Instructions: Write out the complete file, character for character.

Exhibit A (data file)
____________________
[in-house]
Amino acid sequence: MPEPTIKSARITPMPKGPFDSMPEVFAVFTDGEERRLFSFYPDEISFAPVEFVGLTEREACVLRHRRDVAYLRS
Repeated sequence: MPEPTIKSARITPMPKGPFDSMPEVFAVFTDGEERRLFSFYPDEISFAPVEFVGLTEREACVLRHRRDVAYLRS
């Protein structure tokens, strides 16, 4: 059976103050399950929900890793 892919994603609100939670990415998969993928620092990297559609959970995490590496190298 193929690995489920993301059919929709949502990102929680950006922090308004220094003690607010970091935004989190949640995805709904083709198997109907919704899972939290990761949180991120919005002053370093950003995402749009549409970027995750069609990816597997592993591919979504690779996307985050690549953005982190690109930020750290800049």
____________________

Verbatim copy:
[in-house]
Amino acid sequence: MPEPTIKSARITPMPKGPFDSMPEVFAVFTDGEERRLFSFYPDEISFAPVEFVGLTEREACVLRHRRDVAYLRS
Repeated sequence: MPEPTIKSARITPMPKGPFDSMPEVFAVFTDGEERRLFSFYPDEISFAPVEFVGLTEREACVLRHRRDVAYLRS
């Protein structure tokens, strides 16, 4: 059976103050399950929900890793 892919994603609100939670990415998969993928620092990297559609959970995490590496190298 193929690995489920993301059919929709949502990102929680950006922090308004220094003690607010970091935004989190949640995805709904083709198997109907919704899972939290990761949180991120919005002053370093950003995402749009549409970027995750069609990816597997592993591919979504690779996307985050690549953005982190690109930020750290800049």